JCB Archive of Early American Images
JCB call number:
J696 Z98t / 2-SIZE
Franzosenholz. Lignum Guajacum.
Place image published:
illustration; p. 212
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Part of a branch of the guaiacum or lignum-vitae tree.
Zwinger, Theodor, 1658-1724
Theatrum botanicum, das ist: Neu vollkommenes Kräuter-Buch, worinnen allerhand Erdgewächse der Bäumen, Stauden und Kraütern, welche in allen vier Theilen der Welt, sonderlich aber in Europa herfür kommen ...
Source place of publication:
gedruckt und verlegt durch Jacob Bertsche
Guaiacum officinale, lignum-vitae, lignum sanctum, lignum Indicum, guaycanum, or guayacan is native to tropical America, especially to the Antilles, but it is also found in Brazil, Venezuela, and Colombia. Guaiacum was first introduced to Europe by Spaniards in 1508.Authorship according to British Museum (Natural History): This is based on Verzascha's edition of Pier Andrea Mattioli's "De Plantis Epitome utilissima..." from Verona, 1586, but so much altered and extended as practically to constitute a new work. Illustrated with about 1200 annotated woodcuts in the text by Gesner/ Camerarius (Iochino Camerario) originally used by Mattioli. Gesner had been preparing material for a massive historia plantarum but died before finishing the task. Camerarius acquired the material, utilized the woodcuts and supplemented them with his own designs. The woodcuts are remarkable in their scientific detail especially in the enlarged depictions of floral structure, seeds, and fruit. First appearing in 1586, these woodcuts became a convention in scientific botanical illustration. Zwinger was professor of physics and botany at Basel.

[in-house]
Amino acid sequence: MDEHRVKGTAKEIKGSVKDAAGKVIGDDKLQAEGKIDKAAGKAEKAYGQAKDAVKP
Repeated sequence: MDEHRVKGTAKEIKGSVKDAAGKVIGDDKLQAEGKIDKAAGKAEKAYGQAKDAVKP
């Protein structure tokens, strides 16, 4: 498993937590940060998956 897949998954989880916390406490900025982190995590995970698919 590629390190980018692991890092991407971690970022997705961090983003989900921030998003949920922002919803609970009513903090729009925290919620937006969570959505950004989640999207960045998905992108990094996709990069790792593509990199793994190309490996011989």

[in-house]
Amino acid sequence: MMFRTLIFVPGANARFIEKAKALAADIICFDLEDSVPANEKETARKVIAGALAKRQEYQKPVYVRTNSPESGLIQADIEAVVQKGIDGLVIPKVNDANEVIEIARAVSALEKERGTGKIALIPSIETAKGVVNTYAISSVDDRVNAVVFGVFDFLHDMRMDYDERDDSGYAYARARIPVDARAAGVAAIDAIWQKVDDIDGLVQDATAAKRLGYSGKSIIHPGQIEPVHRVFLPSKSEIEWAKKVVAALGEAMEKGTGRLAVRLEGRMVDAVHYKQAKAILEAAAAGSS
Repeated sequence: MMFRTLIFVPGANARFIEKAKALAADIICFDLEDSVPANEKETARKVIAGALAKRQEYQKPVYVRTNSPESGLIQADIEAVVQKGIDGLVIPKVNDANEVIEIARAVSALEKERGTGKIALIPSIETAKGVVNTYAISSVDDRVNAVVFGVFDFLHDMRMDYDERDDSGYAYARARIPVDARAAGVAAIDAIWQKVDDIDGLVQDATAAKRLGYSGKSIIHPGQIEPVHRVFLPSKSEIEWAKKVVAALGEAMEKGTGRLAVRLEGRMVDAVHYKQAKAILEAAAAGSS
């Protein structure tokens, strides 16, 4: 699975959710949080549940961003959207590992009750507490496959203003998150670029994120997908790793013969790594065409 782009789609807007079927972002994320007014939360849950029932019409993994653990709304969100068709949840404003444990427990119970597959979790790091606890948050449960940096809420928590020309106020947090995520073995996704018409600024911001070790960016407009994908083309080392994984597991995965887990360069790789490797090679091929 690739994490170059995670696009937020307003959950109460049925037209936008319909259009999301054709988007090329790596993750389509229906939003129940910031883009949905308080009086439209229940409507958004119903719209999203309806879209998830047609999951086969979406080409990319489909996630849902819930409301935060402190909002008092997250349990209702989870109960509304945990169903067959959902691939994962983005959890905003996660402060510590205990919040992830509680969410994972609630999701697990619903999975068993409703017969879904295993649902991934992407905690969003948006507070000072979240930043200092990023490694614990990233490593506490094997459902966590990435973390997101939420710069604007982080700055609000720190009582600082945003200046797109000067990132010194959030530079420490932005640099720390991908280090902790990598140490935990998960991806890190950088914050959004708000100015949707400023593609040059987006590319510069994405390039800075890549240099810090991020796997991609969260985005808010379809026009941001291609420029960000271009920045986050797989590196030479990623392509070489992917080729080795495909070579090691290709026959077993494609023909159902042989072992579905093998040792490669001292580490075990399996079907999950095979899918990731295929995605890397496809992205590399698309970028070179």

Acquired in 1987.
Owner and copyright:
©John Carter Brown Library, Box 1894, Brown University, Providence, R.I. 02912
Flora and fauna
Natural history--Caribbean area
Natural history--South America
Medicinal plants--South America
Medicinal plants--Caribbean area